Interfaith Leaders Stand Up for Yes on 3 Campaign in Massachusetts

Point to ‘Book of Genesis’ as they decry myth of differences

By Rabbi Mike Moskowitz and Rev. Stephanie Kendell


There is a myth that has circulated for years that the things that make us different actually make a difference. Our race, religion, culture, gender, sexuality, and everything in between are markers of worth created and cultivated to separate. The myth of difference and the expectation that faith leaders not only adhere to its value but promote its worth, is fundamentally toxic and subversive.

A referendum on this November’s ballot seeks to legalize the dehumanization of transgender people by removing protections against discrimination in public places. By supporting the people of Massachusetts to vote Yes on 3, we are affirming our belief that all people are deserving of dignity and fair treatment. As faith leaders, our commitment to voting Yes on 3 is directly influenced by our understanding of God’s call to each of us through scripture and prayerful discernment of how God calls us to see and support each other.

Looking specifically at the multiple branches of Judaism and Christianity, we can deconstruct the myth of difference through the common thread that unites us all: We are created by God. When we see the world and each other through the lens of the creation story found in our shared sacred text, The Book of Genesis, it’s clear that our creation and existence are intrinsically equitable. What we designate as difference is actually an expansive view of God’s desire to create humanity in unique ways and yet equally the same. Our differences, especially when we come together in community, help us to see and experience a more complete understanding of the One who created us.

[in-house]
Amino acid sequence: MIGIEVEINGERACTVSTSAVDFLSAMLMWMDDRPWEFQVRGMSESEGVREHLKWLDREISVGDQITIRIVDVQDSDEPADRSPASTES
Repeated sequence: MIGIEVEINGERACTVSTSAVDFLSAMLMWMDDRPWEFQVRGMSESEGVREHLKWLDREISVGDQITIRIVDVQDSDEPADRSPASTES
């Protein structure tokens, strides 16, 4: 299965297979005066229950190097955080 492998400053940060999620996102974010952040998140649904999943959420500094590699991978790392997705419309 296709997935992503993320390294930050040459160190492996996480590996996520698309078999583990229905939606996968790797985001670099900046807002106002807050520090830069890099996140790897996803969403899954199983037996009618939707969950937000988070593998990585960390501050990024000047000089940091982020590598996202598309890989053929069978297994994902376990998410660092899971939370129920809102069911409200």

The Genesis narrative teaches us that God created everything and declared it good. “Plants and trees, each after its kind. All living things that crawl, and swim in the sea, each after its kind. And all winged fowl, of every kind.” However, the phrase “of its kind” is omitted when people are created because there are not different kinds of people. There are no footnotes or caveats that make certain people exceptions to the rule that all people are created by and are a direct reflection of God. It is not only faithful to God to recognize transgender people as created good and whole, but sacrilegious to make these unholy distinctions of discrimination. Supporting policies and laws that help us keep our trans community visible, valued, and safe is also necessary as. part of spiritual practice!

When God creates a transgender person, they are thoughtfully made, seen, and called good; like Adam and Eve who transitioned from one person to two. God is not limited with human imagination or understanding and can create infinite variations of the same thing. Every part of us is created with intention. There are no exceptions. It is the same for each and every one, no matter how God created you unique, or how society labeled you different. For Christians and Jews this is the crux of our understanding of God. A God that is wildly creative, meticulously imaginative, and perfectly intentioned. A God that created all humans in God’s likeness, without exception.

Using God to divide people rather than connecting them is a sin. As faith leaders we must name and work to dismantle all sinful structures of power. Supporting homophobia is sin. Transphobia is sin. White supremacy is sin. Oppression of any sort is sin. Please help elevate the truest identity of all people, divine creations, by voting YES on 3 and supporting trans equality and human dignity.

Rabbi Mike Moskowitz is a Scholar-in-Residence, Trans and Queer Jewish Studies, with Congregation Beit Simchat Torah, a New York City synagogue serving the LGBTQ community.

The Rev. Stephanie Kendell serves Park Avenue Christian Church in Manhattan, an open and affirming congregation.